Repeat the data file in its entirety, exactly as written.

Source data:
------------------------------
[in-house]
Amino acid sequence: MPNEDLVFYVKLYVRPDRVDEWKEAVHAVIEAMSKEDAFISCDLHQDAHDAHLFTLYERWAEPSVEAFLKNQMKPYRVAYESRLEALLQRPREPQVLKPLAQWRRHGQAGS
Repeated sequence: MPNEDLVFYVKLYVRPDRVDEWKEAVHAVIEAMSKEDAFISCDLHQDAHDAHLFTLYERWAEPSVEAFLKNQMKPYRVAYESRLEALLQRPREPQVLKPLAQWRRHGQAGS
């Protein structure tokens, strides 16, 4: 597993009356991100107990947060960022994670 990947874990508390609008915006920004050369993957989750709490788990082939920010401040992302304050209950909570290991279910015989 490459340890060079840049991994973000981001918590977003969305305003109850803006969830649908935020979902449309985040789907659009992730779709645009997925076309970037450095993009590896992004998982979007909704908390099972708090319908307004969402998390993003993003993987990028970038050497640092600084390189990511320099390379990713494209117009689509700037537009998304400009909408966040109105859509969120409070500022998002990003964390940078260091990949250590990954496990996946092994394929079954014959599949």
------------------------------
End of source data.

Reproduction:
[in-house]
Amino acid sequence: MPNEDLVFYVKLYVRPDRVDEWKEAVHAVIEAMSKEDAFISCDLHQDAHDAHLFTLYERWAEPSVEAFLKNQMKPYRVAYESRLEALLQRPREPQVLKPLAQWRRHGQAGS
Repeated sequence: MPNEDLVFYVKLYVRPDRVDEWKEAVHAVIEAMSKEDAFISCDLHQDAHDAHLFTLYERWAEPSVEAFLKNQMKPYRVAYESRLEALLQRPREPQVLKPLAQWRRHGQAGS
């Protein structure tokens, strides 16, 4: 597993009356991100107990947060960022994670 990947874990508390609008915006920004050369993957989750709490788990082939920010401040992302304050209950909570290991279910015989 490459340890060079840049991994973000981001918590977003969305305003109850803006969830649908935020979902449309985040789907659009992730779709645009997925076309970037450095993009590896992004998982979007909704908390099972708090319908307004969402998390993003993003993987990028970038050497640092600084390189990511320099390379990713494209117009689509700037537009998304400009909408966040109105859509969120409070500022998002990003964390940078260091990949250590990954496990996946092994394929079954014959599949």